In the Shadows of Victory: America’s Forgotten Military Leaders, 1776-1876

Nebraska Author at

Also at Barnes and Noble in Lincoln.

 The premise of Lincoln author Thomas D. Phillips’ latest book “In the Shadows of Victory: America’s Forgotten Military Leaders” is that history plays tricks sometimes. As Phillips points out, during the course of our nation’s existence, history has enshrined an exceptional few military leaders in our collective consciousness while ignoring others often equally as deserving. In the Shadows of Victory is about those who have been overlooked.

     Phillips notes that the military history of the United States is replete with examples of leaders whose singular leadership is now little remembered or forgotten completely. For example, few of the many thousands of people who pass by the traffic square between Fifth Avenue and Broadway in Manhattan realize that it houses a tomb. Fewer still understand that beneath the obelisk rests one of America’s great military commanders – a hero not in one, but two of the nation’s wars.
Similarly, the Civil War general who never lost a battle and who many military historians believe fought one of the two most perfect battles in history was not Grant, Sherman, Lee, or Jackson, or any of the more renowned names so prominent in popular literature and history books.
For Nebraska readers, the actions of a young cavalry officer in a battle fought three weeks after the Little Bighorn will be of particular interest. The encounter at Warbonnet Creek in the state’s extreme northwestern panhandle stopped hundreds of Sioux and Northern Cheyenne from joining hostile bands further north. The victory was the beginning of the end for the Plains Indians. The names of those leaders, by the way, are William J. Worth, George H. Thomas, and Wesley Merritt.

    Phillips’ book profiles leaders like Worth, Thomas and Merritt who rendered invaluable, if mostly unappreciated or poorly remembered service in America’s conflicts. As individuals, they were widely different in background, appearance, and personality. What they share in common, however, is that their achievements have been undervalued and their remarkable leadership has been overshadowed, at times unfairly, by more renowned contemporaries. In the Shadows of Victory: America’s Forgotten Military Leaders brings them out of the shadows and illuminates their extraordinary services to the nation.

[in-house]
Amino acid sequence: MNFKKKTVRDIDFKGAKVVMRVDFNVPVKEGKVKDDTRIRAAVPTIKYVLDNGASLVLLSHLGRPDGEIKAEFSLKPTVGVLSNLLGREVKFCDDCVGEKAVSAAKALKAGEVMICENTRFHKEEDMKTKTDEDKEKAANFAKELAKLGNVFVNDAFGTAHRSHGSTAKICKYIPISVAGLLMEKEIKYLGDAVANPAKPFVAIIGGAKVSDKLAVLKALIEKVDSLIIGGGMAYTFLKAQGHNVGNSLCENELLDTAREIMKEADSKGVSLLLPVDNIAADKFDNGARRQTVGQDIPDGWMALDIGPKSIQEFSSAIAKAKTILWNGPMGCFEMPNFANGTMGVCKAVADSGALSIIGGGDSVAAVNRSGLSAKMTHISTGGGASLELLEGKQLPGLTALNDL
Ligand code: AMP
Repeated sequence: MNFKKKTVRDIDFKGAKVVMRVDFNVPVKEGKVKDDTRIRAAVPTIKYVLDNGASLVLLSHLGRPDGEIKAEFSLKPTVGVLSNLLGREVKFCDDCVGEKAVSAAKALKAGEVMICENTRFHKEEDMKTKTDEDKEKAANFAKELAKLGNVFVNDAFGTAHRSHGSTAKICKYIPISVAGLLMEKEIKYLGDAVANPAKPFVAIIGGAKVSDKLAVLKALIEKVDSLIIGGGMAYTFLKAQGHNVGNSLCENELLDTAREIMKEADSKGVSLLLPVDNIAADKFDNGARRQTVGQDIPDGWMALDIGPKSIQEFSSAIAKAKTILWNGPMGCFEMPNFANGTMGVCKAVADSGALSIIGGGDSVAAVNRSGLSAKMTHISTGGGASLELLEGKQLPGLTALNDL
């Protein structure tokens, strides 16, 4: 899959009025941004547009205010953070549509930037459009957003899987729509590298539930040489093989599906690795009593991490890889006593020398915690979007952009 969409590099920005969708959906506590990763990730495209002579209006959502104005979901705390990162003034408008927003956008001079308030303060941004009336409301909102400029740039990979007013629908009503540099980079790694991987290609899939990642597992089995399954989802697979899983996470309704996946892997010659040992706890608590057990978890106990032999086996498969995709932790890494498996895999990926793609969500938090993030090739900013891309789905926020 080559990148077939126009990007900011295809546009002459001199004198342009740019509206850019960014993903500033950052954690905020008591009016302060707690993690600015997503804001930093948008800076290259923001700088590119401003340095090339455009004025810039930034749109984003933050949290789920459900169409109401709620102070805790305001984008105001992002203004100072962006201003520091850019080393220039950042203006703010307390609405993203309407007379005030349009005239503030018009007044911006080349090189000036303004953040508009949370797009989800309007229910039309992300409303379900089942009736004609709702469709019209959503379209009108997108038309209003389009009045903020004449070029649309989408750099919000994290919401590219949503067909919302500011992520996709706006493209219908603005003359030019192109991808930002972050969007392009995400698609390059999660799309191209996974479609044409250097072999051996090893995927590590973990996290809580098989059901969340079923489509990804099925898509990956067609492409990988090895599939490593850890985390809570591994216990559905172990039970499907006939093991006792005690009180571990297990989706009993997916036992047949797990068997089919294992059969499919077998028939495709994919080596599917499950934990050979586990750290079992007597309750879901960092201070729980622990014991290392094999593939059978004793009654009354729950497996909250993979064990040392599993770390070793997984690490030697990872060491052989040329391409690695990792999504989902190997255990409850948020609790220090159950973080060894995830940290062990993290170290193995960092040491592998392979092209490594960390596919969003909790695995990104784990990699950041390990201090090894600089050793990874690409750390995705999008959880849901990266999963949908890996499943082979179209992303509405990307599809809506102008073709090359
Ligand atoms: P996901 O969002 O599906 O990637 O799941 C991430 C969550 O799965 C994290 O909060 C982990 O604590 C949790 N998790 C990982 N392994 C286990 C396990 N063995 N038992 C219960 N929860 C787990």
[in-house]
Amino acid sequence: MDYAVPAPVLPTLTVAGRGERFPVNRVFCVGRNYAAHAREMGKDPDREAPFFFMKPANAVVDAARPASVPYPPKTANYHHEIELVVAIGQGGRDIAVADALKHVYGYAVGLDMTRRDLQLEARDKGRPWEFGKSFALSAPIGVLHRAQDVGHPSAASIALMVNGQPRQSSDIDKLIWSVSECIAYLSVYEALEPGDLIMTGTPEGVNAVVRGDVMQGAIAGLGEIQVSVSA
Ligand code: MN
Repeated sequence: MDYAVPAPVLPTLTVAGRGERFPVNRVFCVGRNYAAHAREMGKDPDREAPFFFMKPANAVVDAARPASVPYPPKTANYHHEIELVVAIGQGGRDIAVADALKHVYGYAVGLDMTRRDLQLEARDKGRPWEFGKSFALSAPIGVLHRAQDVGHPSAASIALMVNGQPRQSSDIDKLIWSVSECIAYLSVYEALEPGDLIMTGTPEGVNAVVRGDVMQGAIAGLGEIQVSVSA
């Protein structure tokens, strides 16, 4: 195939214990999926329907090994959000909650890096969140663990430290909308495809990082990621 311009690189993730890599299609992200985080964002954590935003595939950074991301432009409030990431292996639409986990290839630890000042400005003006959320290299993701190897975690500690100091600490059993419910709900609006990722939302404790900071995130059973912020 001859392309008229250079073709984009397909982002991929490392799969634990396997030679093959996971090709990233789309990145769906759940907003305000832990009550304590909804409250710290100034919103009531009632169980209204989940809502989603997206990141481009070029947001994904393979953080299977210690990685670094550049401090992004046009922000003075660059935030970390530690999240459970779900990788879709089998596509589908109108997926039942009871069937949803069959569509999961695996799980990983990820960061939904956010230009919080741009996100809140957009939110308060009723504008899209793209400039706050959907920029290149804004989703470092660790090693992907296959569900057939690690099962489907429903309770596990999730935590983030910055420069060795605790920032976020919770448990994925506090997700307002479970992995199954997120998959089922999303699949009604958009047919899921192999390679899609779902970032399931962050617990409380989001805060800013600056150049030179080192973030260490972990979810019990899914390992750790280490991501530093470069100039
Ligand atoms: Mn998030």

In addition to shining light on leaders whose contributions deserve more recognition than has previously been accorded them, the book identifies an extraordinary few whose major renown is associated with a specific war but who also rendered exceptional, though nearly forgotten, service during other conflicts as well. Winfield Scott, for example, the towering figure of the War with Mexico, also played a consequential role in the War of 1812 and, to a lesser extent, the Civil War.  

     In the Shadows of Victory: America’s Forgotten Military Leaders covers essentially the first one hundred years of the nation’s existence stretching from the War of Independence through the Indian Wars of the American West. A second volume focusing on the period from the Spanish-American War through World War II will be forthcoming. 

     Phillips, a veteran of 36-years in the armed forces, writes from his home in Lincoln. His other books include A Pilgrim in Unholy Places: Stories of a Mustang Colonel (Heritage Press), Battlefields of Nebraska (Caxton Press), Touching All the Bases: Baseball in 101 Fascinating Stories (Rowman and Littlefield), and Boots and Saddles: Military Leaders of the American West (Caxton Press).

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